Lights, Camera, Arrest: The Stage Is Set For A Federal Resolution Of A Citizen's Right To Record The Police In Public, Taylor R. Robertson

Taylor R Robertson

Grab your cellphone, press the record button, and amaze your friends!

No advertisement like this exists in real life, of course, because the action is already universally automatic—it needs no encouragement or instruction. But aim the camera at the police and you could be arrested and face up to fifteen years in prison under some eavesdropping or wiretapping laws simply for recording the police in public speaking at volumes audible to any unassisted ear. While wiretapping laws were originally intended to protect citizens from the snooping detective, some states have effectively turned these laws into government protection from the watchful …


How To Create American Manufacturing Jobs, John D. Gleissner Esquire Jul 2013

How To Create American Manufacturing Jobs, John D. Gleissner Esquire

John D Gleissner Esquire

No abstract provided.


"First, Do No Harm:" Interpreting The Crime Of Aggression To Exclude Humanitarian Intervention, Joshua L. Root Jul 2013

"First, Do No Harm:" Interpreting The Crime Of Aggression To Exclude Humanitarian Intervention, Joshua L. Root

Joshua L. Root

The yet to be implemented Article 8 bis of the Rome Statute criminalizes, as the crime of aggression, acts of aggression which by their “character, gravity and scale” constitute a “manifest violation” of the Charter of the United Nations. This article argues that Article 8 bis must be construed so as to exclude from the International Criminal Court’s jurisdiction uses of force which are facial violations of the UN Charter but which nonetheless comport with the principles and purposes of the Charter, such as bona fide humanitarian intervention unauthorized by the Security Council. This article applies the Vienna Convention on …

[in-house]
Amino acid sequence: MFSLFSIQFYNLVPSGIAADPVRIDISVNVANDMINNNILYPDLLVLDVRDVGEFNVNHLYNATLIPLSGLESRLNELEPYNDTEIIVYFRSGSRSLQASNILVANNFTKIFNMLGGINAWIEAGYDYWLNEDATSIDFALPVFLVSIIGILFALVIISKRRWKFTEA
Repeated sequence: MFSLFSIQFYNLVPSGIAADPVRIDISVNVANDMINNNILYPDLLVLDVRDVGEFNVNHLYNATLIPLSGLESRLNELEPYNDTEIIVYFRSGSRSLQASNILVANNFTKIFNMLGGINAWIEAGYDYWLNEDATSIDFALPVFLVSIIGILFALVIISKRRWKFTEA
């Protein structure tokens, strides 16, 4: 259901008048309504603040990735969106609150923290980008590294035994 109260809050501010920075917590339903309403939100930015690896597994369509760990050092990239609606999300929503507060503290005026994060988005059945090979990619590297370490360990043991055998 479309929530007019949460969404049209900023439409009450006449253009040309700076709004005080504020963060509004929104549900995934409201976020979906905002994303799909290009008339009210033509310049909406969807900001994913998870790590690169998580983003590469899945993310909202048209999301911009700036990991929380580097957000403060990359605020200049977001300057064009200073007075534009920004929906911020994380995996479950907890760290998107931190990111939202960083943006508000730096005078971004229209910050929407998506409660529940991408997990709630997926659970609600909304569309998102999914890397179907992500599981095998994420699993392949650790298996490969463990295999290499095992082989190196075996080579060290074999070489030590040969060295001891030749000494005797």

Victim Impact Evidence: An Analysis On The Effect Of Victim Impact Evidence On The Sentencing Stage In Death-Penalty Cases And Potential Reforms, Kyle W. Kahan Jul 2013

Victim Impact Evidence: An Analysis On The Effect Of Victim Impact Evidence On The Sentencing Stage In Death-Penalty Cases And Potential Reforms, Kyle W. Kahan

Kyle W Kahan

No abstract provided.


"Introduction" (Chapter 1) Of Stories About Science In Law: Literary And Historical Images Of Acquired Expertise (Ashgate 2011), David S. Caudill Jul 2013

"Introduction" (Chapter 1) Of Stories About Science In Law: Literary And Historical Images Of Acquired Expertise (Ashgate 2011), David S. Caudill

David S Caudill

This is the introductory chapter of Stories About Science in Law: Literary and Historical Images of Acquired Expertise (Ashgate, 2011), explaining that the book presents examples of how literary accounts can provide a supplement to our understanding of science in law. Challenging the view that law and science are completely different, I focus on stories that explore the relationship between law and science, and identify cultural images of science that prevail in legal contexts. In contrast to other studies on the transfer and construction of expertise in legal settings, the book considers the intersection of three interdisciplinary projects-- law and …